Distinctive musical culture
The organisers of Britain's first live music census, which starts in Newcastle at midday on 9 March, say that a rise in commercial property rates – widely predicted in Wednesday's Budget – could be problematic for venues.
Dr Adam Behr, Lecturer in Contemporary and Popular Music in Newcastle University's School of Arts and Cultures is part of the project team. He said the census is an important chance to highlight issues like these which are facing the live music industry.
“This is an ideal opportunity for us to join up information about the city’s distinctive musical culture and venues – from local pubs through The Cluny to the SAGE and City Hall – with a bigger national picture,” he said. “Getting a sense of the concerns of audiences, promoters, musicians and venues in and around Newcastle will help to get voices heard in the region and beyond. Finding out how, for instance, local or national policy might be hindering – or helping – live music well help to support the musical culture in the region.”
Academic Matt Brennan, who is leading the project, says venues operating at grassroots level are particularly vulnerable.
Dr Brennan, from the University of Edinburgh, said: “Venues around the country have been telling us that they already operate on thin margins, so proposed increases in rateable values of up to 55% in some cases will have a significant impact.
“The UK Live Music Census will be very important in identifying challenges that the industry faces, such as rising rates and other issues. It will give us a detailed picture of what exactly it means to be venue owner, a musician, and a live music lover in 2017. Our hope is that the census will be a vital tool in strengthening a much-loved part of the UK’s culture.”
Springwatch for live music
Described by its organisers as a “Springwatch for live music”, the UK Live Music Census is led by the universities of Edinburgh, Newcastle and Glasgow.
For 24 hours from noon on Thursday, a volunteer army of music lovers will track performances in cities across the country – from lone buskers to massed choirs and from dancefloors to stadium concerts.
There will be coordinated censuses in Newcastle, Glasgow, Oxford, Leeds, Southampton and Brighton. Volunteers will attend live music events including Olly Murs at Leeds Arena, Nicola Benedetti at the Glasgow Royal Concert Hall, R&B in Oxford, and jazz in Newcastle.
A nationwide online survey for musicians, venues, promoters and audiences will also go live on 9 March and will be open until 8 May. Music fans, musicians, venues and promoters across all genres and at all levels are asked to fill in the survey at the official website.
The census – a world first – will quantify for the first time the nationwide challenges the industry is facing and inform policy to help it flourish. Experts expect the potential rise in taxes to feature strongly in the feedback.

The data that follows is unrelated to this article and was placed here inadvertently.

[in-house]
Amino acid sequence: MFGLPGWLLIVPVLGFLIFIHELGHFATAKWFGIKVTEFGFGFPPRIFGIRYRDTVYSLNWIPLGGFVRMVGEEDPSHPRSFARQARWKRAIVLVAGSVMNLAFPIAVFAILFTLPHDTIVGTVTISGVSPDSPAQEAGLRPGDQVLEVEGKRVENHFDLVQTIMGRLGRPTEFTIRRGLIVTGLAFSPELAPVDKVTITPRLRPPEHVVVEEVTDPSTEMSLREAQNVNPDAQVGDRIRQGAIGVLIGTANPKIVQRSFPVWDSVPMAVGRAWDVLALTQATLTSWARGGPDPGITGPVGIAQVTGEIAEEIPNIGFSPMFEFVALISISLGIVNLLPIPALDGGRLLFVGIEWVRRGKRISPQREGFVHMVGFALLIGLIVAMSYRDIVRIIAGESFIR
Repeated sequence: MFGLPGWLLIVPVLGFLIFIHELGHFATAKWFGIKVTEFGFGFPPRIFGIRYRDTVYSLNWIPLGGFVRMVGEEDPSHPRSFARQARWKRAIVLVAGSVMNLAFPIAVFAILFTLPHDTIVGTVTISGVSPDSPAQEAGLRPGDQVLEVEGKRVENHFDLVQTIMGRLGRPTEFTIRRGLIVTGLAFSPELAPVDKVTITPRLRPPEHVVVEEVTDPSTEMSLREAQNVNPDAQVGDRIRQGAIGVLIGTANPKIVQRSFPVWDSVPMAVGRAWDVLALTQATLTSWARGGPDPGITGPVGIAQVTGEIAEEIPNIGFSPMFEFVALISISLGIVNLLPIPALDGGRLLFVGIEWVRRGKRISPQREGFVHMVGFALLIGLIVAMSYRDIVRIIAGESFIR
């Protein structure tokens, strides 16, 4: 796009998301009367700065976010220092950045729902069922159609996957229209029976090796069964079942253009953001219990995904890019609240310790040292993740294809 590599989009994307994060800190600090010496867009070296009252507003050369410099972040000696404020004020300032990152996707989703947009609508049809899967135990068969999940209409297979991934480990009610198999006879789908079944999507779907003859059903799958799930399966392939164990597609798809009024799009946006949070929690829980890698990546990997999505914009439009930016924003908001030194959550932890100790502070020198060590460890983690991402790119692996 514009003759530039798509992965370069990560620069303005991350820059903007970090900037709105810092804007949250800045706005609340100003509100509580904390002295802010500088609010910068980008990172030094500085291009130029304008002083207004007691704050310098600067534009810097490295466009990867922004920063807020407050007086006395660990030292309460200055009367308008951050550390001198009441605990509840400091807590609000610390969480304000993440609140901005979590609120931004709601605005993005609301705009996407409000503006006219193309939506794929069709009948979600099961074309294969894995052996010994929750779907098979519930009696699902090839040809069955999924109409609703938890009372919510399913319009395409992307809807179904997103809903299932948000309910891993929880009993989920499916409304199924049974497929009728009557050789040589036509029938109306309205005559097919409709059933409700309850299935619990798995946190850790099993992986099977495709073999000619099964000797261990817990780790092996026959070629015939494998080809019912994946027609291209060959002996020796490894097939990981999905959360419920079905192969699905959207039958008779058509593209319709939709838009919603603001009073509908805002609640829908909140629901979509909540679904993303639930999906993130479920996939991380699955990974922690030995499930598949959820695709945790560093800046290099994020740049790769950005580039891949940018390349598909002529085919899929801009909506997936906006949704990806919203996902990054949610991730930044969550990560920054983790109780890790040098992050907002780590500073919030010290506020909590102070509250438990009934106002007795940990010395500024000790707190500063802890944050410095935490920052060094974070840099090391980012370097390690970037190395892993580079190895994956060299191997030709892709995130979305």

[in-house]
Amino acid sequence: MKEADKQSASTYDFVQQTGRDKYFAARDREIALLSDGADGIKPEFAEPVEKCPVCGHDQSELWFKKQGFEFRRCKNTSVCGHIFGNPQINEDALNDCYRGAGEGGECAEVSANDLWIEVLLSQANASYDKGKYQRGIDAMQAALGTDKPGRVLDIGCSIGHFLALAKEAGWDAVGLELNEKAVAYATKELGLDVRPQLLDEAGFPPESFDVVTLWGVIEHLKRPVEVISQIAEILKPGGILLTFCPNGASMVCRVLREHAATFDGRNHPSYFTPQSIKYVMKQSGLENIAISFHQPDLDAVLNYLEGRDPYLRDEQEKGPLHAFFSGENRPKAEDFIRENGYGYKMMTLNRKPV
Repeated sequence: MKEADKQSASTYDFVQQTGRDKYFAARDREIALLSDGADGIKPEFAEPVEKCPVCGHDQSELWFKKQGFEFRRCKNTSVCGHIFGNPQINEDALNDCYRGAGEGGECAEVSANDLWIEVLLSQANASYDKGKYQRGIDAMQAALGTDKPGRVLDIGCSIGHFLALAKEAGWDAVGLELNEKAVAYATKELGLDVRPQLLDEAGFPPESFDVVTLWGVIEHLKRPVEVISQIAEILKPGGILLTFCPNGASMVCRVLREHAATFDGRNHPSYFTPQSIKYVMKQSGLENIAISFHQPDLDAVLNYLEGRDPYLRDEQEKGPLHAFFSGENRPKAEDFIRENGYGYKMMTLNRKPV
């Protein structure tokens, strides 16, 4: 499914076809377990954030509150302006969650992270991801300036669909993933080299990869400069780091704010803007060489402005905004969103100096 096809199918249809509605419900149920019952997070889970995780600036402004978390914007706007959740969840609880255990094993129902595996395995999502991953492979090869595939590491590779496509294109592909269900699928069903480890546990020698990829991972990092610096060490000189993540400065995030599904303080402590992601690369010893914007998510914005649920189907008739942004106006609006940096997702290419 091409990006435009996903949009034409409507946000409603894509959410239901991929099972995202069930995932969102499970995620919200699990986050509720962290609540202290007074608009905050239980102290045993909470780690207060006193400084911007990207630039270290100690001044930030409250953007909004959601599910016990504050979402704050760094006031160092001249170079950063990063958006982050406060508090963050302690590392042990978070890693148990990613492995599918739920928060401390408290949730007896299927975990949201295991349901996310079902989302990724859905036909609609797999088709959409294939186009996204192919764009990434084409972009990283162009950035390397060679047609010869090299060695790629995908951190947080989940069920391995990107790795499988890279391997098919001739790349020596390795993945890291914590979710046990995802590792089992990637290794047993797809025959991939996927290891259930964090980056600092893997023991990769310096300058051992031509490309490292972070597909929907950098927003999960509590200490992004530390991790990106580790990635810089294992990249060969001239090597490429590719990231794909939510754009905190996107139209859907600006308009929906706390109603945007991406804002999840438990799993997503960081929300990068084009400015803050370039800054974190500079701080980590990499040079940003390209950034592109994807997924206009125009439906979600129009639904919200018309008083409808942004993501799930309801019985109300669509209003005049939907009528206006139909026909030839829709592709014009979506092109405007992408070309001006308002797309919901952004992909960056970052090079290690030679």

Jo Dipple, chief executive of UK Music, one of the census’ industry partners said: “UK Music is delighted to partner this ground-breaking UK Live Music Census research. The findings for each of the six cities will inform academics, entrepreneurs and music fans alike. It will help organisations like UK Music to understand better the pressures on music businesses and venues so we can lobby for the most effective policies in each area.
“For example, we know that a disproportionate hike in business rates could pose a serious threat to qualifying music SMEs and grassroots venues. The more we are able to identify threats, the more effective our lobbying for policy change in that area will be.”
Other issues the census aims to capture include the diversity of musical genres, audience demographics, ticket prices, live music’s economic and cultural value, and attitudes towards secondary ticketing - the reselling of tickets.
The census is led by academics from the University of Edinburgh’s Reid School of Music – part of Edinburgh College of Art – in collaboration with Newcastle University’s International Centre for Music Studies and the University of Glasgow’s School of Culture and Creative Arts.
The project is funded by the Arts and Humanities Research Council. The industry partners are the Musicians’ Union, Music Venue Trust and UK Music. The affiliated institutions are Brighton’s British and Irish Modern Music Institute, Leeds Beckett University, and Southampton Solent University.
Two years ago the project team ran a pilot live music census in Edinburgh. Its findings were used to inform the city council’s decision to change its policies about noise levels to the benefit of performers.
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